“When you spend 23 years in an industry, it’s hard to go back and say, ‘OK, I’m going to go and work in Walmart,’ ” he said. “It’s a big psychological change to say, “OK, I’m out to pasture. I just have to go out and get something menial.” I’m not there yet, but I am along that path.”
Behind the statistics is a debate about the cause of the nation’s unemployment rate, which stands at 9.6 percent 16 months after the recession officially ended. Some economists argue that the causes are cyclical, related mainly to the recession, and that the economy will eventually bounce back.
Others argue that the job drought is partly due to structural forces, and so is harder to tackle — stemming from factors such as the loss of jobs to lower-cost countries, increased U.S. productivity and a mismatch between what employers want to hire and what’s available in the workforce, either due to geography or because workers don’t have the needed skills. Those factors, if true, could mean high rates of unemployment will last much longer.
Whatever the cause, the fallout is punishing for long-term unemployed workers.
Till von Wachter, a professor of economics at Columbia University, told a House subcommittee in June that the earnings of a laid-off worker, once rehired, lag those of peers who were not laid off by 20 percent or more for up to 15 to 20 years.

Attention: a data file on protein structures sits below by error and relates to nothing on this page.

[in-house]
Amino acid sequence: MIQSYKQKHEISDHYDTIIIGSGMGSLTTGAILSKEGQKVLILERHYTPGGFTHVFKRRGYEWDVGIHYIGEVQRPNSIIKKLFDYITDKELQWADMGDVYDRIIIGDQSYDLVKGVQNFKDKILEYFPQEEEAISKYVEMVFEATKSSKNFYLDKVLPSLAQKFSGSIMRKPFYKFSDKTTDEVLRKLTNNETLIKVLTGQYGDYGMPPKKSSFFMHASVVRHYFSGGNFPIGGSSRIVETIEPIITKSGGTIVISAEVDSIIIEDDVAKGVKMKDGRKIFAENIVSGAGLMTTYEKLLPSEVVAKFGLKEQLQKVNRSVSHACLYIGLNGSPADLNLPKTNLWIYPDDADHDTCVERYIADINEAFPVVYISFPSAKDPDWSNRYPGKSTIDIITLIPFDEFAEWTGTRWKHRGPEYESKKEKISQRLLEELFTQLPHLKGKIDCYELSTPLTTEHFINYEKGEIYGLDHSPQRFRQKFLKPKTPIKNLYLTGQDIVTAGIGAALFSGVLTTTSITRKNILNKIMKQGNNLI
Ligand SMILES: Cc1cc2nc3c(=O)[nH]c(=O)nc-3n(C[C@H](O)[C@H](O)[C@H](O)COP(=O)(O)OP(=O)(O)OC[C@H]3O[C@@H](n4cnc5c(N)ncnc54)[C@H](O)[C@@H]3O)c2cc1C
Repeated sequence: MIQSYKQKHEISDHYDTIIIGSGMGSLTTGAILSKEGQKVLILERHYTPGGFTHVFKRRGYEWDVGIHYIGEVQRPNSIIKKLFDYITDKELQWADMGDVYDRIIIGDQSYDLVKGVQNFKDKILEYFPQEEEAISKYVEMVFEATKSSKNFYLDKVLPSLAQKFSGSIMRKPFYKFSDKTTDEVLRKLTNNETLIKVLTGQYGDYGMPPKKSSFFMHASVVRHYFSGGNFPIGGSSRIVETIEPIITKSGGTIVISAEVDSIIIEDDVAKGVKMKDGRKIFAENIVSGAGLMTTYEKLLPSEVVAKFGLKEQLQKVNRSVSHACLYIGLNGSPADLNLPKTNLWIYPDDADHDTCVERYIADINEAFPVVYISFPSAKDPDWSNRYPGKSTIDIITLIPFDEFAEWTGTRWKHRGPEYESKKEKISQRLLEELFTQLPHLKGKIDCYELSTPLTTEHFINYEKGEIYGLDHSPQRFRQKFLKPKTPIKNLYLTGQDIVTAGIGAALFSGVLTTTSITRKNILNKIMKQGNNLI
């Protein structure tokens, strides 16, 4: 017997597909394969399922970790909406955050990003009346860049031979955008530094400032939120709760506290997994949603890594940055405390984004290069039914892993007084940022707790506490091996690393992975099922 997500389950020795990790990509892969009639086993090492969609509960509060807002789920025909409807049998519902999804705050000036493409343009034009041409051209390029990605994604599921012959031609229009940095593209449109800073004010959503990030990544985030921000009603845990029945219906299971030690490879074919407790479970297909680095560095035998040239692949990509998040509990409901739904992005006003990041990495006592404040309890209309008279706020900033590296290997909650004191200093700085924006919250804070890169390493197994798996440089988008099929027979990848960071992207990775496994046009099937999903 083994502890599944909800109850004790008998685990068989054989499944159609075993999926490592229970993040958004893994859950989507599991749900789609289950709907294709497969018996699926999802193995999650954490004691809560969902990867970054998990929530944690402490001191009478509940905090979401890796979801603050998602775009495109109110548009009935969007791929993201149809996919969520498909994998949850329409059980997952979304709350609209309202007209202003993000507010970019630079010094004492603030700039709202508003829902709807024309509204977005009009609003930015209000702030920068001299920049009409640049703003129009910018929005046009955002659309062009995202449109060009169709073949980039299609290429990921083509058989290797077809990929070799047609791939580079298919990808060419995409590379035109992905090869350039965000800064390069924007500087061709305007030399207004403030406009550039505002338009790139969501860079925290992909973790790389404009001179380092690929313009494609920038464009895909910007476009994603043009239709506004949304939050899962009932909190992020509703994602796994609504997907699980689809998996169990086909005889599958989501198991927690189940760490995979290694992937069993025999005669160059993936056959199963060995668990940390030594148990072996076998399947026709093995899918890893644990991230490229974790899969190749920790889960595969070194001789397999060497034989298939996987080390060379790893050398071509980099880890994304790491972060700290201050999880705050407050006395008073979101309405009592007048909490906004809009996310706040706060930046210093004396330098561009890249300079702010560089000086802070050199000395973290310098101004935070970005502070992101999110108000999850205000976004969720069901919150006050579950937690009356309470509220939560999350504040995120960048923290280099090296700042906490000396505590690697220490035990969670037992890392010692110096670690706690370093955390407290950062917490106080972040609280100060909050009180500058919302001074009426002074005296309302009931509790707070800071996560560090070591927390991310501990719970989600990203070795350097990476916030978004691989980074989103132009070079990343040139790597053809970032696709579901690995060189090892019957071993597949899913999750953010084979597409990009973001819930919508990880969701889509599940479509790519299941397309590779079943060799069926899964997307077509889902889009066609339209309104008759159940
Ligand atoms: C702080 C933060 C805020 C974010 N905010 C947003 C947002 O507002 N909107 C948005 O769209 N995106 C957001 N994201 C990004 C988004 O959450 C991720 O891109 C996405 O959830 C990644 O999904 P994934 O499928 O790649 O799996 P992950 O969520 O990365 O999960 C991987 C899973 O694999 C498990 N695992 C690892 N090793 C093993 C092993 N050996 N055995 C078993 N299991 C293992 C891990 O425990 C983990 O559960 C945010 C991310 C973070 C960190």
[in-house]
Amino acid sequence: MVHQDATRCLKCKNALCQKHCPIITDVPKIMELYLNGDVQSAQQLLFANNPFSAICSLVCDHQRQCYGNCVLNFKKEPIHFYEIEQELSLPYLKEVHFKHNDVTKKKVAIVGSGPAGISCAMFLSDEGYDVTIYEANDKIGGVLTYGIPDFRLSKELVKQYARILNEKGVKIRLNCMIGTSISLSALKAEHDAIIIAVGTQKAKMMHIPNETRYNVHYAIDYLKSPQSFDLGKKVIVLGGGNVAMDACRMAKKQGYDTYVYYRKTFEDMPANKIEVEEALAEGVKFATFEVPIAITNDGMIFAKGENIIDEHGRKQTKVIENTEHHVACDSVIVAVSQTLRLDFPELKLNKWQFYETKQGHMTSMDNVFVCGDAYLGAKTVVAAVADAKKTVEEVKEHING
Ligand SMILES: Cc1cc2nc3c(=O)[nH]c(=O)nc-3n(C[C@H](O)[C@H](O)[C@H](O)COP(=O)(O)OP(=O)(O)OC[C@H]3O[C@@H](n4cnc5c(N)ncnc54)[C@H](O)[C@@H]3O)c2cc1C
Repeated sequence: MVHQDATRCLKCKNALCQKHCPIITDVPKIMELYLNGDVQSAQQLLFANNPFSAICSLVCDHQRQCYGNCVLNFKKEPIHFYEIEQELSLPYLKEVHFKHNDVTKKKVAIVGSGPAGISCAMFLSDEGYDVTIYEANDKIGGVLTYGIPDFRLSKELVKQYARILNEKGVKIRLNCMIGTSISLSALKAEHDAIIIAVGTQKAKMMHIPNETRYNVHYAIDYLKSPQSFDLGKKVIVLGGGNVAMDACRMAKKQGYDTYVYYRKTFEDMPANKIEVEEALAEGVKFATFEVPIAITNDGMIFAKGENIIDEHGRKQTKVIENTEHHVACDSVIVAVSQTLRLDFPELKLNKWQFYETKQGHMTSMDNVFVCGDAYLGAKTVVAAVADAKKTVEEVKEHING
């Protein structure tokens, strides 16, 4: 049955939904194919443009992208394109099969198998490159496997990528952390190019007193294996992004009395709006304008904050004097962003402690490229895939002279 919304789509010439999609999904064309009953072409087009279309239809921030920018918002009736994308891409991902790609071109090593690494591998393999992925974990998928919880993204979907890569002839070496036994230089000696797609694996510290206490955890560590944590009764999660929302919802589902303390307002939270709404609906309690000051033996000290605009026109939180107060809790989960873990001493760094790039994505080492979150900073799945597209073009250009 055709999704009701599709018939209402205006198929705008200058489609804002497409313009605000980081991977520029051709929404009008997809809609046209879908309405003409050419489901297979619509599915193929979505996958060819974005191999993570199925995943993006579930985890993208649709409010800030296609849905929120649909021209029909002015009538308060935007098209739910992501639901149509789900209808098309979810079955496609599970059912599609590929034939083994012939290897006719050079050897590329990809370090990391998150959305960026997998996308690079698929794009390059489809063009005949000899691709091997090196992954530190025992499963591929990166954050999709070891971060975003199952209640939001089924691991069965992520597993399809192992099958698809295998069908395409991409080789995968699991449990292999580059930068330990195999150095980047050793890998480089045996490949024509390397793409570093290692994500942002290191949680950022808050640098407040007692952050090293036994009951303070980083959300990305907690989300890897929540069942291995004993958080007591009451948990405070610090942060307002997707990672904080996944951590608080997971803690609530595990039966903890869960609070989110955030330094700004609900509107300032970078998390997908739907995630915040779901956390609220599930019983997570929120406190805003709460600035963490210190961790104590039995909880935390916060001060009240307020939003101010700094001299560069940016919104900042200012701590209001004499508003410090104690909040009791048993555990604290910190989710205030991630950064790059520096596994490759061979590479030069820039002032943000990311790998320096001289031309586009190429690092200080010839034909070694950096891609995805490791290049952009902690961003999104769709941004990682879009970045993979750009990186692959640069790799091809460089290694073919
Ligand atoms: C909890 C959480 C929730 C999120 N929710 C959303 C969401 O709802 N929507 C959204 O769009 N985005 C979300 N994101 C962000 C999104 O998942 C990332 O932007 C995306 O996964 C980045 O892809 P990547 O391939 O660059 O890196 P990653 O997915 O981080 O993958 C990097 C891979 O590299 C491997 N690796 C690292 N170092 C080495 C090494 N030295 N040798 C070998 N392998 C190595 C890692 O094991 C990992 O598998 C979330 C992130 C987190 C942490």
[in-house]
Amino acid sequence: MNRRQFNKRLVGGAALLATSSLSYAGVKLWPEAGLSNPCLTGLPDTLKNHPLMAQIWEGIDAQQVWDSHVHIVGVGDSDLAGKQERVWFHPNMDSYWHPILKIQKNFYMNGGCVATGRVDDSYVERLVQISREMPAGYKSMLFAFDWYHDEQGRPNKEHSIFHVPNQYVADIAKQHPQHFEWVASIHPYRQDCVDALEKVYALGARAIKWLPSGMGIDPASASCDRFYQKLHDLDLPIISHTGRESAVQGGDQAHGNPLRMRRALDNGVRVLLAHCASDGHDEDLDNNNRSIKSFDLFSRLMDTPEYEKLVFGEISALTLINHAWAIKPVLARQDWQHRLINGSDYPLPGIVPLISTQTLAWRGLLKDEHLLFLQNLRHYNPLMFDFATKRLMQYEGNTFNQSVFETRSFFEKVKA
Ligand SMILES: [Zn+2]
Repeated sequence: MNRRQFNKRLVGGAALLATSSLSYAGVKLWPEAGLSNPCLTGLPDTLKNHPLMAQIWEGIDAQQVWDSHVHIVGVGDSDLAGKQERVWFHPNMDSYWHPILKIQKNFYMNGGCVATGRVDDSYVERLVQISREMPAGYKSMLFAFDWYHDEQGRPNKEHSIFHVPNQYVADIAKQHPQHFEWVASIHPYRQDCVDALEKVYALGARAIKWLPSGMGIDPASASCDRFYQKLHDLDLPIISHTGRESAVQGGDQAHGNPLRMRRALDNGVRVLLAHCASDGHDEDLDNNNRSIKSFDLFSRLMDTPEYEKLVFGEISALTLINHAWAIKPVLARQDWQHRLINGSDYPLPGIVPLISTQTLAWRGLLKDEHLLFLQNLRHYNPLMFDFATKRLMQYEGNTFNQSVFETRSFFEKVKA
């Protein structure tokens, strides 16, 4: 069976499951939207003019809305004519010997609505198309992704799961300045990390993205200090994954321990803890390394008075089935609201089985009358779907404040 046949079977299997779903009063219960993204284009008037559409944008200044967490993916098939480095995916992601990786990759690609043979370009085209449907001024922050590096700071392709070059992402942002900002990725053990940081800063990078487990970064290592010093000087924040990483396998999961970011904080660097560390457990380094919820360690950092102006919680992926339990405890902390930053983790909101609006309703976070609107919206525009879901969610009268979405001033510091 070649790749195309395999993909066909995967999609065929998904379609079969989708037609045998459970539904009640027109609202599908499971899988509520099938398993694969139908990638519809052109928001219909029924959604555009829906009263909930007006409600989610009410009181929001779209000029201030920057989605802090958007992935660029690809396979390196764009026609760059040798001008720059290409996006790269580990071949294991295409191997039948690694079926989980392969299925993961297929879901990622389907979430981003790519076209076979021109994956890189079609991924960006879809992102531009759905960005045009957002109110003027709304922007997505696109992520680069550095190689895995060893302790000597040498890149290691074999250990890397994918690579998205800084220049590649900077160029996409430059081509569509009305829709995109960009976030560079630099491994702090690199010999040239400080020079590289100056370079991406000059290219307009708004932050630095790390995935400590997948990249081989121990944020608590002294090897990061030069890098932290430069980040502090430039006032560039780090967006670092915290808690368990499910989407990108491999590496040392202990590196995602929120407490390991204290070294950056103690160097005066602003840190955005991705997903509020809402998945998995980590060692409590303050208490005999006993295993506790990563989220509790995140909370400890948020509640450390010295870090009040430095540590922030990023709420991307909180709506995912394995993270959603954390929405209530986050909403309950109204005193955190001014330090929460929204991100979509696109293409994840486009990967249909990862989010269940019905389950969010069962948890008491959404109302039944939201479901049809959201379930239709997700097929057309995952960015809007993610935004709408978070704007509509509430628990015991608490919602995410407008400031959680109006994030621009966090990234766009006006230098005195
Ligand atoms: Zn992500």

Long-term unemployed people “experience larger declines in earnings, are more likely to drop out of the workforce and are more likely to end up in poverty,” he said.
A 2008 study by von Wachter found that mortality rates go up after a job loss: Older male workers up to twice as likely to die in the year after a job loss, and are 10 to 15 percent more likely to die 20 years later.
Eddie Farentino, 59, is doing his best to stay fit, working out more since he lost his job as a $90,000-a-year supervisor in the IT department of UPS in August 2009.
His job hunting has mainly focused on IT, a field he worked in for 19 years at UPS and 22 for IBM. But he knows that, after 14 months of unemployment, time is against him.
“The longer I am unemployed, the harder it’s going to be to go back to the IT environment,” he said. As a result, he’s also looking for jobs that might use the experience built up during his nearly three decades as a volunteer firefighter and EMT in Mahwah, N.J.
He figures he is stuck between two worlds – work and retirement. His unemployment benefits, about $500 a month, ended a month ago, and he and his girlfriend, who lost her job as a receptionist in a gym two months ago, live on his $4,000-a-month UPS pension. Out of this, he pays a $1,500-a-month mortgage and $500 a month for health benefits.
His goal is to find a job that will get him to age 65, when he can retire on his pension from IBM. If he can wait until he is 66 to get Social Security, he would get a bigger payment than if he took it earlier.
“It’s the timing that really is the problem for me and a lot of guys that were laid off in their 50s,” Farentino said. “We’re not young enough to start new careers. But we are too young to get the benefits of Social Security, and Medicare.”
Source: McClatchy-Tribune Information Services (c) 2010